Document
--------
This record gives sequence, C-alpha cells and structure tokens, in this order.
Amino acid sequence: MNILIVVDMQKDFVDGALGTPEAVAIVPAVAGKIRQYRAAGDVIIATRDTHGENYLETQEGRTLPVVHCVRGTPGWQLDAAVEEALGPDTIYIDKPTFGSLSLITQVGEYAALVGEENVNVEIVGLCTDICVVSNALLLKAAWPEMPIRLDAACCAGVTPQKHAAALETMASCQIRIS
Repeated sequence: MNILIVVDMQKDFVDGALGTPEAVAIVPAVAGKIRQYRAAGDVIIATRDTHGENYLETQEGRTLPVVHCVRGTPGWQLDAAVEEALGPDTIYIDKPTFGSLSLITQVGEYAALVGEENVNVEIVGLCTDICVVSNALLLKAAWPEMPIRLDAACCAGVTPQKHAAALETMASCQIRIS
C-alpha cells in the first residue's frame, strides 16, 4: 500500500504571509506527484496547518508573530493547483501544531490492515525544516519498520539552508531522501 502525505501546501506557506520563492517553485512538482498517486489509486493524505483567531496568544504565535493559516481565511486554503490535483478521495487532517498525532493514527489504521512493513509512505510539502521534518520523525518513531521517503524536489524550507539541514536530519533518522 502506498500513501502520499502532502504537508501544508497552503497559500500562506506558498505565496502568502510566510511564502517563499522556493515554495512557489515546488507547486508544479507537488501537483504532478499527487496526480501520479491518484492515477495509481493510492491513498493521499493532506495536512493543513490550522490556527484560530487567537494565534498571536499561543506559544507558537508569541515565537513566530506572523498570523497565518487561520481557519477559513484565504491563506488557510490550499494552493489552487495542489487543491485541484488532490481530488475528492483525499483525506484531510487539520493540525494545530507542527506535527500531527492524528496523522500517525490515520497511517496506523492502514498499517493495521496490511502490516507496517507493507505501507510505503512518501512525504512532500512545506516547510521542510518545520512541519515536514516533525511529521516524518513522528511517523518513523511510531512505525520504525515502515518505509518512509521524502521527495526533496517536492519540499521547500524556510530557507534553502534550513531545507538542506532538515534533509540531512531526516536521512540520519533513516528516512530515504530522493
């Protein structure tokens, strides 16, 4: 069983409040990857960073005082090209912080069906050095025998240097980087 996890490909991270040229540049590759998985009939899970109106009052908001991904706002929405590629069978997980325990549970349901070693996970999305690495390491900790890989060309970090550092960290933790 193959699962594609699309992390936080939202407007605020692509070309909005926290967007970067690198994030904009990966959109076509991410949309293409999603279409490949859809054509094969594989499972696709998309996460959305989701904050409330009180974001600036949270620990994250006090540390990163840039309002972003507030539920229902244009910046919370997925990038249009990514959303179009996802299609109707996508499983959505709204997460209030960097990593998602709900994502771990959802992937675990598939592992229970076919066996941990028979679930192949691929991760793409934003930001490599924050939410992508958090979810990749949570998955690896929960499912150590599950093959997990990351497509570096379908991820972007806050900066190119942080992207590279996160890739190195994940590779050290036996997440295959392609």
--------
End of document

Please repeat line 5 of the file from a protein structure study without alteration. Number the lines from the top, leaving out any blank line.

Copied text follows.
């Protein structure tokens, strides 16, 4: 069983409040990857960073005082090209912080069906050095025998240097980087 996890490909991270040229540049590759998985009939899970109106009052908001991904706002929405590629069978997980325990549970349901070693996970999305690495390491900790890989060309970090550092960290933790 193959699962594609699309992390936080939202407007605020692509070309909005926290967007970067690198994030904009990966959109076509991410949309293409999603279409490949859809054509094969594989499972696709998309996460959305989701904050409330009180974001600036949270620990994250006090540390990163840039309002972003507030539920229902244009910046919370997925990038249009990514959303179009996802299609109707996508499983959505709204997460209030960097990593998602709900994502771990959802992937675990598939592992229970076919066996941990028979679930192949691929991760793409934003930001490599924050939410992508958090979810990749949570998955690896929960499912150590599950093959997990990351497509570096379908991820972007806050900066190119942080992207590279996160890739190195994940590779050290036996997440295959392609």